SERMON: For What the Soul Hungers (April 13)
There is something in our human nature that drives us toward reconciliation. I find some glimmer of that something in the 1994 book, Music of the Mind, by the late microbiologist and New Zealander, Darryl Reanney. He writes: “In satisfying the body’s hunger you return the balance to what is was; in satisfying the soul’s hunger, you return the balance to what it shall be.” Reanney wasn’t writing about reconciliation per se; I’m not even sure the word appears in the book. But this notion of “satisfying the soul’s hunger” shakes something up in me, wakes me up, challenges me to contemplate where my life is heading—not as in where I want to be in the next five years, but in a more ultimate sense: what am I reaching for with my life? The answer that comes back to me—the answer I think all religions offer in some way—is reconciliation. Continue reading….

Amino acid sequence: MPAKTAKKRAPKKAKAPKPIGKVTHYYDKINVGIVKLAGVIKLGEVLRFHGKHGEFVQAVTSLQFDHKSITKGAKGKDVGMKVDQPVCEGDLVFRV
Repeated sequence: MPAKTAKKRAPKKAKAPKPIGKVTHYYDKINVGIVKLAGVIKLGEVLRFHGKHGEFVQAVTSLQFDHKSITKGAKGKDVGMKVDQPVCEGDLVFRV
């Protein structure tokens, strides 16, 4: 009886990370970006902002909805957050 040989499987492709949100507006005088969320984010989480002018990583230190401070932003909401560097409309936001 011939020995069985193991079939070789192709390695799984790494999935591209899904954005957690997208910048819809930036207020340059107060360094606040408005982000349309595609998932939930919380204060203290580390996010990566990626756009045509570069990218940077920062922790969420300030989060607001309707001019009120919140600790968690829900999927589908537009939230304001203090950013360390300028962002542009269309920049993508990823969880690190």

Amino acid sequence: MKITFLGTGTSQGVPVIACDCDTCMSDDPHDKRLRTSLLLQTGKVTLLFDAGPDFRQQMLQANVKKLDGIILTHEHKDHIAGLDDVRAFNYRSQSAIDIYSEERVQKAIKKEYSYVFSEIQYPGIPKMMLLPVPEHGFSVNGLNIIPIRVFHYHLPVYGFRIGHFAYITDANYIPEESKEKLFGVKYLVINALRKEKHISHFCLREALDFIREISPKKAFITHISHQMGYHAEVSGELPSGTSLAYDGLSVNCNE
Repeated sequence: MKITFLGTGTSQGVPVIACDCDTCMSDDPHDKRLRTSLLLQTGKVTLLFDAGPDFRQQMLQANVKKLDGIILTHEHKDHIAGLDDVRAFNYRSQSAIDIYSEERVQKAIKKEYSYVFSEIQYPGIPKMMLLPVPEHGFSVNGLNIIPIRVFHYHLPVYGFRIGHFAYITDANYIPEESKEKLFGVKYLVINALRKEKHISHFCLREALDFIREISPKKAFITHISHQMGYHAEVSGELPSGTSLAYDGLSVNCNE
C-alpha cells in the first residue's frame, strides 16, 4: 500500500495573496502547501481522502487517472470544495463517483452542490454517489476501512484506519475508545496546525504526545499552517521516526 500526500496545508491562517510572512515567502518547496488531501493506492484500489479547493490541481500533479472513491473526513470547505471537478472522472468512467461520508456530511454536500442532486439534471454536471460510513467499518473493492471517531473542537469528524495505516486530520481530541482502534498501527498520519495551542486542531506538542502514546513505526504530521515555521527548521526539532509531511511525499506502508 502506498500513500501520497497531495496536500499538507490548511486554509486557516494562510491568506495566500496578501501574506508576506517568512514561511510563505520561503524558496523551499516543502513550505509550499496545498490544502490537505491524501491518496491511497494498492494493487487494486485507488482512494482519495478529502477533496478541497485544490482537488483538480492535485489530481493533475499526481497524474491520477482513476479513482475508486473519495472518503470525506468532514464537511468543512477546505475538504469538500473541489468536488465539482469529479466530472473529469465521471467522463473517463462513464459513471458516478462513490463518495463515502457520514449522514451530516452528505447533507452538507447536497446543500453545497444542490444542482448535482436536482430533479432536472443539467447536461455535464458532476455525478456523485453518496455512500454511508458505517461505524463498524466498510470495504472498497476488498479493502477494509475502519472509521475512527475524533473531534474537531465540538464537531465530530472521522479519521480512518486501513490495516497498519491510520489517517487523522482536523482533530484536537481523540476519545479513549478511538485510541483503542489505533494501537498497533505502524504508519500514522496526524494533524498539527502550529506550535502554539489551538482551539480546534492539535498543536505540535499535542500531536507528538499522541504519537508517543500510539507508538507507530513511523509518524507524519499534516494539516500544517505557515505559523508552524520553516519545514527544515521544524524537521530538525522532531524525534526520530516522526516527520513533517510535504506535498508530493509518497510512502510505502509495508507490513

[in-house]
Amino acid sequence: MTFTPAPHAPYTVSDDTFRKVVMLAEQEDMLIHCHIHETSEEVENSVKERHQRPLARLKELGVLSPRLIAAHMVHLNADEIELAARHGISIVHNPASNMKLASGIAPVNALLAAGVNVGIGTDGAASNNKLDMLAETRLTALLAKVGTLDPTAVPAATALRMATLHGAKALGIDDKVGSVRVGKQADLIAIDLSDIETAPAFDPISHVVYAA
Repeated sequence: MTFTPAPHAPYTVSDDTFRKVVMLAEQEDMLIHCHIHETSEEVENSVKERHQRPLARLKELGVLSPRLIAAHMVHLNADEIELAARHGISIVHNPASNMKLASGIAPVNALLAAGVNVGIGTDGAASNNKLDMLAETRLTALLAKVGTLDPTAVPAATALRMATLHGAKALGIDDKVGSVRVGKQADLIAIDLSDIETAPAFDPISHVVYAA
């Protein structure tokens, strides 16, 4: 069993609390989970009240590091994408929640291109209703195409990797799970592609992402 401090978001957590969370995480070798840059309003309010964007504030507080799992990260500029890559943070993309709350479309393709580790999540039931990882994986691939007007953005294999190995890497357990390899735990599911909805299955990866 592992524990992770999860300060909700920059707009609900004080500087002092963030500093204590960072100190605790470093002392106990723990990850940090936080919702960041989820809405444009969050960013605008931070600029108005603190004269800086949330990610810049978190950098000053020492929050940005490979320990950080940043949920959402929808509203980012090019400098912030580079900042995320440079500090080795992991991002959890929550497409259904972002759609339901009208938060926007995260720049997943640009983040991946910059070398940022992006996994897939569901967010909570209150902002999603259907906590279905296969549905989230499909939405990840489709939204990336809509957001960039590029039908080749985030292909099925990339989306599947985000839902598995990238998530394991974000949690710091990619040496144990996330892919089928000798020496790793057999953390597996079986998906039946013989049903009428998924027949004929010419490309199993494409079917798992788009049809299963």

SERMON: Sometimes We Fight (or “Drug Free” in America) (March 30)
I still feel that in cultivating our capacity for surrender—learning to fall, letting go, yielding, remaining quiet, being gentle, backing off, bowing down—we open pathways to deeper spiritual experience, richer lives, clarity, happiness and peace. But even as I name this conviction, I feel a tug, a pull, a pin-prick, a nagging at the edges of my words. I’ve been wrestling with the knowledge that sometimes it’s essential that we not surrender, that we not fall, not bend, not back off; that we stay and fight. I feel confident about that too. I’m pretty sure I understand how surrender is a spiritual act. I’m searching this morning for understanding of how and when ‘not surrendering’ is a spiritual act. Continue reading….